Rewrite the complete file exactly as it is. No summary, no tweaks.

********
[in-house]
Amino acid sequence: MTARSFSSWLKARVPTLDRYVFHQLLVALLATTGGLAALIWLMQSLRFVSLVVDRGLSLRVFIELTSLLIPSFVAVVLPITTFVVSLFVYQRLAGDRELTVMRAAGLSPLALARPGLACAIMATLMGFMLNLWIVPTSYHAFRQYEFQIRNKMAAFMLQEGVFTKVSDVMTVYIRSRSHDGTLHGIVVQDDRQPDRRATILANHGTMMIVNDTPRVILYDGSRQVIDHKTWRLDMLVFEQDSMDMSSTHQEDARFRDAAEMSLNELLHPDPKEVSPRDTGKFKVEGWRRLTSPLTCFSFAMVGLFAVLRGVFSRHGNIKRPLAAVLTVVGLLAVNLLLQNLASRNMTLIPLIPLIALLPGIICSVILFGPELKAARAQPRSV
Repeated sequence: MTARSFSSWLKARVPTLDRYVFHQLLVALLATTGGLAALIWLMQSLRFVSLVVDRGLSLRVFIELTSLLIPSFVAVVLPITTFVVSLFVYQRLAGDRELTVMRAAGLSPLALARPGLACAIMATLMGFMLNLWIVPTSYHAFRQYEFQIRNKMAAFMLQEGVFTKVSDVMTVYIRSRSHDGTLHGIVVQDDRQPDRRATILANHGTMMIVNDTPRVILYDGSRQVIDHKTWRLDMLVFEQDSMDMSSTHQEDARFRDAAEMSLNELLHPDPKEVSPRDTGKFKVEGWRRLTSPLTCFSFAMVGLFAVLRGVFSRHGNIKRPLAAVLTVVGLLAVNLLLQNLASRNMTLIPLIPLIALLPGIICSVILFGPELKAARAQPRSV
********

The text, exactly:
[in-house]
Amino acid sequence: MTARSFSSWLKARVPTLDRYVFHQLLVALLATTGGLAALIWLMQSLRFVSLVVDRGLSLRVFIELTSLLIPSFVAVVLPITTFVVSLFVYQRLAGDRELTVMRAAGLSPLALARPGLACAIMATLMGFMLNLWIVPTSYHAFRQYEFQIRNKMAAFMLQEGVFTKVSDVMTVYIRSRSHDGTLHGIVVQDDRQPDRRATILANHGTMMIVNDTPRVILYDGSRQVIDHKTWRLDMLVFEQDSMDMSSTHQEDARFRDAAEMSLNELLHPDPKEVSPRDTGKFKVEGWRRLTSPLTCFSFAMVGLFAVLRGVFSRHGNIKRPLAAVLTVVGLLAVNLLLQNLASRNMTLIPLIPLIALLPGIICSVILFGPELKAARAQPRSV
Repeated sequence: MTARSFSSWLKARVPTLDRYVFHQLLVALLATTGGLAALIWLMQSLRFVSLVVDRGLSLRVFIELTSLLIPSFVAVVLPITTFVVSLFVYQRLAGDRELTVMRAAGLSPLALARPGLACAIMATLMGFMLNLWIVPTSYHAFRQYEFQIRNKMAAFMLQEGVFTKVSDVMTVYIRSRSHDGTLHGIVVQDDRQPDRRATILANHGTMMIVNDTPRVILYDGSRQVIDHKTWRLDMLVFEQDSMDMSSTHQEDARFRDAAEMSLNELLHPDPKEVSPRDTGKFKVEGWRRLTSPLTCFSFAMVGLFAVLRGVFSRHGNIKRPLAAVLTVVGLLAVNLLLQNLASRNMTLIPLIPLIALLPGIICSVILFGPELKAARAQPRSV